2. Hi Nurse Beth, I was just wondering, I'm currently an aged care Nurse, I'm currently studying my Batchelor of Nursing. I have been having trouble retaining all the information, so I completed a VAK assessment I got 9 As 3-Bs and 18-Cs I was wondering if you had any tips for a Kinesthetic learner to retain information. Kind Regards Dear Kinesthetic Learner, It is said that most nurses are kinesthetic learners as we have a reputation for being able to "MacGyver" anything and make it work. BioMed techs shake their heads at us and have inside jokes about how we nurses can break/fix anything. Learning Styles The VAK (visual, auditory, kinesthetic) assessment is a fun test to determine your learning style, but it has not been validated in the literature. You may have a learning style that you enjoy more than others, but there is no evidence to support that using the model improves outcomes. In reality, we all learn differently at different times and in different circumstances. What I can tell you as an experienced Nursing Professional Development Specialist is that adult learners do learn what is relevant to them. It's the "what's in it for me?" principle. So I have a very easy time teaching nurses the newest Alaris IV pump, for example, but it's far more challenging to teach capnography monitoring to nurses who are not likely to use capnography in their areas. Likewise, courses of study in your Bachelor's program may not seem to have direct relevance to your nursing practice. But your motivation to earn your Bachelor's degree can help you just like it did back when you were studying for your nursing degree. Think back. What helped you then? Did you take notes? Study in a study group? Prioritize When you are presented with a large amount of information, you must prioritize the most important points. Take it a step further and anticipate what you'll be tested on. Often the instructor will emphasize key points, so it's important to "read" your instructors. Pay close attention to the instructions and comments your instructors make on the discussion boards if you are in an online program. Become the teacher. Ask yourself "If I were the instructor, what would I expect the learner to retain?" Be specific. A yellow highlighter used sparingly is indispensable to me when reading a text or an article. It focuses my brain, forces me to identify key information, and channels my kinesthetic energy. Critical Thinking Higher education makes you a better critical thinker. Reading is not studying. When you are learning about the nursing theorists, for example, make yourself summarize in just 1-2 sentences what each one postulated. Do it. It's a great exercise that will improve your critical thinking. Take it to the next step by comparing and contrasting the theorists. Finally, internalize what you learn by examining your own beliefs, and how they affect your nursing practice. Do you agree with Callista Roy or Dorothea Orem ? If not, why not? Boosting To retain information, boost your learning. The majority of what you learn is quickly forgotten. Boost your memory at planned intervals, such as 24 hrs, 72 hrs and 2 weeks. During your initial studying, again, become the teacher. Formulate a couple of key questions and put them aside. Later, take out the questions and quiz yourself briefly on what you learned. Focusing on even just 1-2 points awakens your surrounding memory to the other facts learned at the same time. This helps transfer learning from your short-term memory to your long-term memory. Short, intense study times can be more effective than longer ones. Study something and then go for a walk, or clean your kitchen. During the off-activity, your brain will continue to work in the background, even while you're asleep. I hope this helps you, and best wishes! Nurse Beth Start your job search today!
  3. Ever had that moment when you are trying to study and you find that no matter what you do things just are not sticking? Or you can't remember them when that big test comes around? Like me, you probably think that something is just wrong and maybe nursing is just not for you, because you've failed one test after the other. Well, I've got good news for you...it may not be that you are not made for nursing it might be that you are using the wrong learning style to get through nursing school. What is one's learning style? Well, there are basically three types of learning styles: Visual Learners Visual Learners understand information best by what they see. This includes seeing the words they read, PowerPoint projections, diagrams, watching demonstrations, items that have vivid colors that appeal to their sense of vision. They enjoy visually striking movies that are fast-paced and use lots of colors to highlight items they need to remember. Visual learners would probably skim the bold and highlighted main points in this article and read through it quickly. Auditory Learners Auditory Learners are experts at listening and learn best from what they hear. They would rather not watch a PowerPoint, but prefer to record lectures and play them back to study. They may read notes out loud or have a friend quiz them on an upcoming test. They need diagrams to be explained to them, which does not mean they stupid at learning a diagram, rather hearing the explanation reinforces the visual data into their memory banks. They are also great at following verbal directions, whereas a visual learner, like myself, prefers to get the instruction written down and in my hand so I can read it. Auditory learners would probably read this entire article out loud to themselves. Kinesthetic / Tactile Learners Got a bunch of friends who love to hug, touch are feeling? Those are our kinesthetic learners. Tactile learners enjoy hands-on experience. They will excel in labs and physical assessment. They learn best by doing, touching and manipulating. They enjoy working with equipment, need the write things down to remember them, may enjoy chewing gum or snacking while studying and may "finger spell" words rather than write it down. They rather demonstrate or act out a disease process rather than listen to a boring lecture. Tactile learners will probably skim through this article and may just skip to the last part in the references where they can actually do the learner inventory test. Many nursing students may already know this and may have previously tried to use a learning inventory in order to determine what learning style is most effective for them. A learning inventory is a list of questions which helps those of us who have trouble determine what their learning style is. Humans normally do not solely use one (1) learning style, in fact, we tend to use all three (3) based on the task we are trying to accomplish. It is important to know your own learning style, its strengths, and weaknesses. Why is it important to know your learning style? Well first of, in the field of nursing knowing yourself provides you with a solid foundation on which you are able to successfully face the challenges from the different people you will be working with, in addition to learning all the new procedures that will come your way once you finish nursing school. Knowing your strengths also helps you know what your weaknesses are, so you can be aware of areas you need to work on. It is common knowledge that if we incorporate all 3 learning styles we will remember things even better. So maybe you are great at labs but terrible at weekly quizzes, maybe you are terrible at online quizzes but great at written in class quizzes or maybe for some Power Point lectures are awesome while for others it just puts them to sleep. It all relates to your learning style. Ever had a horrible professor? Yeah, we all can attest to having that terrible boring professor that made us fail the test or did they? If so, why did your classmates Ace the test? and in fact, they love that professor you hate so much? Well, it might not be that the professor was horrible, it's just that he or she did not appeal to your learning style and therefore nothing they said ever stuck and so your brain shuts down on that subject. In order to solve this problem, you first need to know your learning style. Once that is determined, you then need to adapt the professors' lectures, power points, notes and textbooks to your style and this would ensure success in every exam you take. Take the Barsch learning style inventory test linked in the references or just do a web search for "learner inventory" to find other test and compare. Once you do that do another search for study tips for your particular learning style so can know how to adapt your professor's lectures and get the most out of studying. I did several different tests and they all determined I am a visual learner, followed by auditory as my next strongest. Next comment on what is your learning style and how you have adapted it to become a great nursing student or nurse.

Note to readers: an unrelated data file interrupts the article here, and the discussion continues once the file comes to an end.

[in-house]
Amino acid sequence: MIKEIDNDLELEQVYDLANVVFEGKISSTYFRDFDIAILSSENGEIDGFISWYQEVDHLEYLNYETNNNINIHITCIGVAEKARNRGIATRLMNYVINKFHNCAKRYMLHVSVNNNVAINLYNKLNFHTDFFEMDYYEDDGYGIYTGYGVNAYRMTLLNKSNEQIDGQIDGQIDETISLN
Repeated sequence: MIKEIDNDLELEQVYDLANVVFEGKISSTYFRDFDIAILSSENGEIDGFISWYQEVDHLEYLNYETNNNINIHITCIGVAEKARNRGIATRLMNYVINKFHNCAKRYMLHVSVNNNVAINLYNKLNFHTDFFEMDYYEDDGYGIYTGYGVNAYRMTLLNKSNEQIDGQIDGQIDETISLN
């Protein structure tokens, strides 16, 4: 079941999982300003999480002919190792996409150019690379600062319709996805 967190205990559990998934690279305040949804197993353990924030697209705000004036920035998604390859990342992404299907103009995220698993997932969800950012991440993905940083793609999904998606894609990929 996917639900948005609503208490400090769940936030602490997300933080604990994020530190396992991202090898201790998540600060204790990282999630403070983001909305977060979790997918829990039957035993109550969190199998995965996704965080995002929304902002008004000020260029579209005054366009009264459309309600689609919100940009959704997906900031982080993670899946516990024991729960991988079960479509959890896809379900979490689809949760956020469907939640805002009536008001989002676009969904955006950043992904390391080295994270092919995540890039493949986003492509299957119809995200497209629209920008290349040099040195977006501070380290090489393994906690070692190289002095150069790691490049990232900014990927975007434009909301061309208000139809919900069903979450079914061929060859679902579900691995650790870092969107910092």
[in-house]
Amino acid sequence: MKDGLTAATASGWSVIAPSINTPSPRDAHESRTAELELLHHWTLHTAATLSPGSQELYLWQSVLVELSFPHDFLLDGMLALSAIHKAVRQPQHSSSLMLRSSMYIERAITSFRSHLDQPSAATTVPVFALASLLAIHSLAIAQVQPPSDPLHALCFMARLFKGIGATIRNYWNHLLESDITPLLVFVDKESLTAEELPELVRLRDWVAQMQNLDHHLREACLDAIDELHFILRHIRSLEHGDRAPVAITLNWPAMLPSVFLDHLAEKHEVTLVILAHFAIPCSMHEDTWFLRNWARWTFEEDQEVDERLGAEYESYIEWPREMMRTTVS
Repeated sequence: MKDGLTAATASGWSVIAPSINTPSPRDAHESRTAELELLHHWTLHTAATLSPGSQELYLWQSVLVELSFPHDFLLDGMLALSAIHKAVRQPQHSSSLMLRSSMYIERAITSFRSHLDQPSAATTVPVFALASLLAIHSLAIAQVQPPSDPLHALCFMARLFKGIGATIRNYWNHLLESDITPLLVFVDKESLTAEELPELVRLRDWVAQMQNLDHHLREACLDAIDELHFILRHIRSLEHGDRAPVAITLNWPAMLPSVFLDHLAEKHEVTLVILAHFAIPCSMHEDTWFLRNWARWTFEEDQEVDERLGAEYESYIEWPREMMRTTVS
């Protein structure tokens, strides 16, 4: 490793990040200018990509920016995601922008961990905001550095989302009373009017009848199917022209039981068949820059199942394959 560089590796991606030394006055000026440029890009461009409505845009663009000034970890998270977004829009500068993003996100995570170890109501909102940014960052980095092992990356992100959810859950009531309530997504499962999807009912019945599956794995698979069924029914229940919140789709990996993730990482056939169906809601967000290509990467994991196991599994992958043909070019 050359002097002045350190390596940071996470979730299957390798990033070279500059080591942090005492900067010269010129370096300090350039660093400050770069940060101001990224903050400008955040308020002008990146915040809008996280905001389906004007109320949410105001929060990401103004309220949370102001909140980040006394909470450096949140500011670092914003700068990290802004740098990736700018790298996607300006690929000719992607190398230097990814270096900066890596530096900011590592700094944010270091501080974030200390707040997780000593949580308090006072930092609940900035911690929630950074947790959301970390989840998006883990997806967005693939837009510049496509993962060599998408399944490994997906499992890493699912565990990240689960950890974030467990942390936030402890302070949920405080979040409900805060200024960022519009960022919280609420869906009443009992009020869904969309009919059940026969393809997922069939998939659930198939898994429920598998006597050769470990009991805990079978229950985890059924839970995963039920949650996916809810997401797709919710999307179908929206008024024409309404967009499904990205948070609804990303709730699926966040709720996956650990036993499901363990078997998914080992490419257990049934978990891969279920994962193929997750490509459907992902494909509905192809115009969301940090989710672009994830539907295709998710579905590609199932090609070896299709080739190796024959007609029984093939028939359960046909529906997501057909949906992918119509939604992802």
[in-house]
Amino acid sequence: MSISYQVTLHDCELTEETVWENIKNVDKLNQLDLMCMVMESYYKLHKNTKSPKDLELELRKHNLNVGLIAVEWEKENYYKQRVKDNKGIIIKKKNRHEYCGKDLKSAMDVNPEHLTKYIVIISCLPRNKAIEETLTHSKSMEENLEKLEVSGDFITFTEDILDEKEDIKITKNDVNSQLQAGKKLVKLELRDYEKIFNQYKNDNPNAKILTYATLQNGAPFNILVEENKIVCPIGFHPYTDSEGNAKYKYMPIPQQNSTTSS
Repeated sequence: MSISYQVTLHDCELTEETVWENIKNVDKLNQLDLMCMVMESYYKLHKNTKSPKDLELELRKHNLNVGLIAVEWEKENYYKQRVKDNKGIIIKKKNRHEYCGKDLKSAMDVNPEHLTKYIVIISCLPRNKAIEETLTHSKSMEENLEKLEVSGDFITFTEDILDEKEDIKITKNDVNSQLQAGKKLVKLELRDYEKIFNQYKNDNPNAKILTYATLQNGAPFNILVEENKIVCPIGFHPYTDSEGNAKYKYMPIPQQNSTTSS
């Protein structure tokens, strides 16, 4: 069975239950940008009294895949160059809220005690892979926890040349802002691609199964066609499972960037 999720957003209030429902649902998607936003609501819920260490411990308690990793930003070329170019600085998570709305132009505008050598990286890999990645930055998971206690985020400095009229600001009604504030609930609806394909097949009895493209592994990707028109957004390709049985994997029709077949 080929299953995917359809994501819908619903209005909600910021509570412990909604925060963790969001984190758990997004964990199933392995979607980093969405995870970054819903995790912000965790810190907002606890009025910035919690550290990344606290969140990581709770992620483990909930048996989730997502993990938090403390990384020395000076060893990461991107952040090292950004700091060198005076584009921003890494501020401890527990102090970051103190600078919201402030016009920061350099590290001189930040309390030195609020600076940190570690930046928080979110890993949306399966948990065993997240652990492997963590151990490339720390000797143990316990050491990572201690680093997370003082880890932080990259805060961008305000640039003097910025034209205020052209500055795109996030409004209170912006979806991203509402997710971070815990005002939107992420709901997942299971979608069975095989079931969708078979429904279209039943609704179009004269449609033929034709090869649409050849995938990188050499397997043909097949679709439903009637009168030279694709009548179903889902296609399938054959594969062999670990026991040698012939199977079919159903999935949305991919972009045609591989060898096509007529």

4. Online, hybrid, and distance-based coursework have become notable mainstays in today's technologically advancing society. Most students who have been enrolled in online courses have probably contended with weekly discussion post requirements because they are so ubiquitous in distance education. You are probably wondering, "What is the point of discussion posts, anyway?" Here are some explanations. Discussion posts are intended to promote regular 'interaction' with others Since the vast majority of online courses typically require no face-to-face meetings on campus, the weekly discussion post is one of the only mechanisms that facilitates mandatory interaction with one's classmates. Even though this form of interaction is purely virtual, it supposedly allows students to attain exposure to other peoples' ideas and perhaps learn from differing perspectives. Discussion posts are supposed to reinforce key concepts Discussion posts bestow opportunities upon distance learners to synthesize the material that they have learned, thereby reinforcing predominant concepts in a more effective manner. Synthesis, defined as written discussion that pulls upon one or more sources, is at the core essence of the weekly discussion post requirement. Moreover, well-constructed discussion posts allow professors to assess each student's grasp of the course material. Now that you hopefully understand the two primary reasons that underlie the weekly discussion post requirement, here are some tips to aid in formulating ones that will most likely impress your instructors. Always substantiate your discussion posts with in-text citations In general, bolstering your 'statements' with in-text citations is superb practice. Since nursing is a health science, the in-text citations should always be in proper APA format. A myriad of wonderful websites are available if you need to learn how to formulate proper in-text citations utilizing APA formatting. A popular site is the Purdue Online Writing Lab. Another lesser-known website that contains good information on in-text citations is this page from Roane State Community College. Cite from scholarly sources Whenever possible, substantiate the information in your discussion posts with citations from scholarly sources such as textbooks and peer-reviewed journal articles because these sources are considered reputable. Avoid using blog posts, editorials, web-based tabloids and popular media websites such as Huffington Post, MSNBC or the Fox News Network because many of these sources can be overly opinionated. In addition, the articles on popular media websites sometimes disguise personal opinions as facts. Use the discussion posts to practice your scholarly writing skills One of the hallmarks of a college-educated person is solid writing skills. Generally, scholarly writing should incorporate a neutral voice as much as possible, which is reflected when discussion posts are written utilizing the third person voice. Furthermore, the use of a neutral voice requires deliberate minimization of overt emotion when writing discussion posts. Adapt your discussion posts to the anticipated audience Always be mindful that your instructor will be grading you on the content and style of your discussion post submissions. Thus, I advise you to refrain from creating heated posts that may alienate the instructor or your virtual 'classmates.' In other words, adapt your weekly posts to the known audience and keep your eye on the goal. Read and use the grading rubric before posting Many instructors utilize predetermined rubrics to grade discussion posts. If you are enrolled in a course that contains a specific rubric for discussion posts, I suggest you read it and become thoroughly familiar with it prior to posting. The rubric should provide you with a clear idea of the manner in which the discussion posts will be graded, as well as what your instructor seeks. References Dowell, J.A. (n.d.). Introduction to Syntheses. Retrieved from Synthesis Information Mesa Community College. (n.d.). Writer's Style. Retrieved from Writing Style & Spoken vs. Written Voice Stifler, B. (2008). The Purpose of the Discussions. Retrieved from The Purpose of the Discussion